A divorce may be filed and maintained in Texas if either party to suit has been a resident of the state for 6 months and the county of suit for 90 days. (Texas Family Code §6.301). A divorce proceeding is an “in rem” proceeding meaning that it is a proceeding over a thing as opposed to a person. Therefore, only one spouse must meet this requirement for the Court to have jurisdiction over the case, and be able to grant the divorce.
However, the court must have jurisdiction over both spouses in order to have the power to divide assets and liabilities or to render orders regarding the children. Section 6.305 of the Texas Family Code states that personal jurisdiction over a non-resident party may only be acquired if:
- This state was the last marital residence of the parties and the suit is filed before the second anniversary of the date on which the marital residence ended; or
- If there is any other basis consistent with the constitutions of the state and the U.S.
(Texas Family Code §6.305).
Further, Personal Jurisdiction can be acquired over a non-resident that has voluntarily come to the State and are served within State borders. Flores v. Melo-Palacios, 921 S.W.2d 399 (Tex. App. – Corpus Christi 1996, no writ).
It is important to note that Texas residents serving in the armed forces and stationed outside of Texas or the U.S. may still be considered a resident of Texas. Military personnel, who have not been previous residents of Texas, but have been stationed at one or more military installations in Texas for at least the past six months, and at a military installation in a county of Texas for the prior 90 days, are considered to be Texas residents and residents of that county for the purposes of filing for divorce.
In short, if you have been living in Texas for the last 6 months and the County of your home/residence for at least the last 90 days, then it is most likely that you will file your divorce in that county. Contact us today if you have any questions or would like further information.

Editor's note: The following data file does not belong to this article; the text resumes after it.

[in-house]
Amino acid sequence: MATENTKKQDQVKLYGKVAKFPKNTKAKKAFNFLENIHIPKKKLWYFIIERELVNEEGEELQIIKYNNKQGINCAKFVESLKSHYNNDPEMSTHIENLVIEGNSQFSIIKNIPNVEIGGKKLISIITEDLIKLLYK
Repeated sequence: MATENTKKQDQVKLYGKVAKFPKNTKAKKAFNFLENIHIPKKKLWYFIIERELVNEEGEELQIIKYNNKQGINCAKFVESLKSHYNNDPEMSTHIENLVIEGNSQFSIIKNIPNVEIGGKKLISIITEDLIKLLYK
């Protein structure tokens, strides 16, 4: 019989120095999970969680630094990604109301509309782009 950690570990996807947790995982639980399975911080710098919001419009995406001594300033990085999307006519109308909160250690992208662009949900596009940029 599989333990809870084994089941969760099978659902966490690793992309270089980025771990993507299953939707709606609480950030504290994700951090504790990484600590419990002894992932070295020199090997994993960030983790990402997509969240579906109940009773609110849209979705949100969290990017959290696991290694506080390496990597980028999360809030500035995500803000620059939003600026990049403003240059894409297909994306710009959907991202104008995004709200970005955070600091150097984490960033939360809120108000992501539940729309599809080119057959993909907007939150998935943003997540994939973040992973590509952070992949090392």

New Texas Child Support Maximums
Texas child support is calculated based on how much money the Payor – the parent paying child support – makes monthly. However, there is a cap on the amount of monthly net resources from which child support can be calculated. Before September 1, 2013, if the average net monthly resources are $7,500 or less, the amount of child support is calculated as a percentage of the average net monthly resources. On and after September 1, 2013 if the average net monthly resources are $8,550 or less, the amount of child support is calculated as a percentage of the average net monthly resources.
However, this is not an across-the-board automatic increase for all child support payments in the state. The new payment standards are only applicable for those with a gross annual income of at least $124,086. Another way of looking at it is that the new payment standards increase the maximum net monthly income resources available from $7,500 to $8,550 when making initial statutory child support determinations.
Texas uses the following percentages to determine the obligor’s payments:
- 1 child: 20% of Obligor’s Net Resources
- 2 children: 25% of Obligor’s Net Resources
- 3 children: 30% of Obligor’s Net Resources
- 4 children: 35% of Obligor’s Net Resources
- 5 children: 40% of Obligor’s Net Resources
- 6+ children: Not less than the amount for 5 children
However, the formula takes into consideration whether the parent is paying for children from other relationships, and other factors. Therefore, these percentages could change.
The maximum child support cap increase is not retroactive in the sense that it would cause maximum child support payments made in the past to increase, however the preexisting child support orders can be modified to reflect the new parameters. The parties would need a modification of their divorce decree or child support order that is approved and ordered by the court for the new amount to be enforceable.
In sum, the cap on the amount of monthly net resources from which child support can be calculated was increased on September 1, 2013. If you feel this could affect your current payment arrangement, have any questions, or would like further information, contact our office today to schedule your appointment.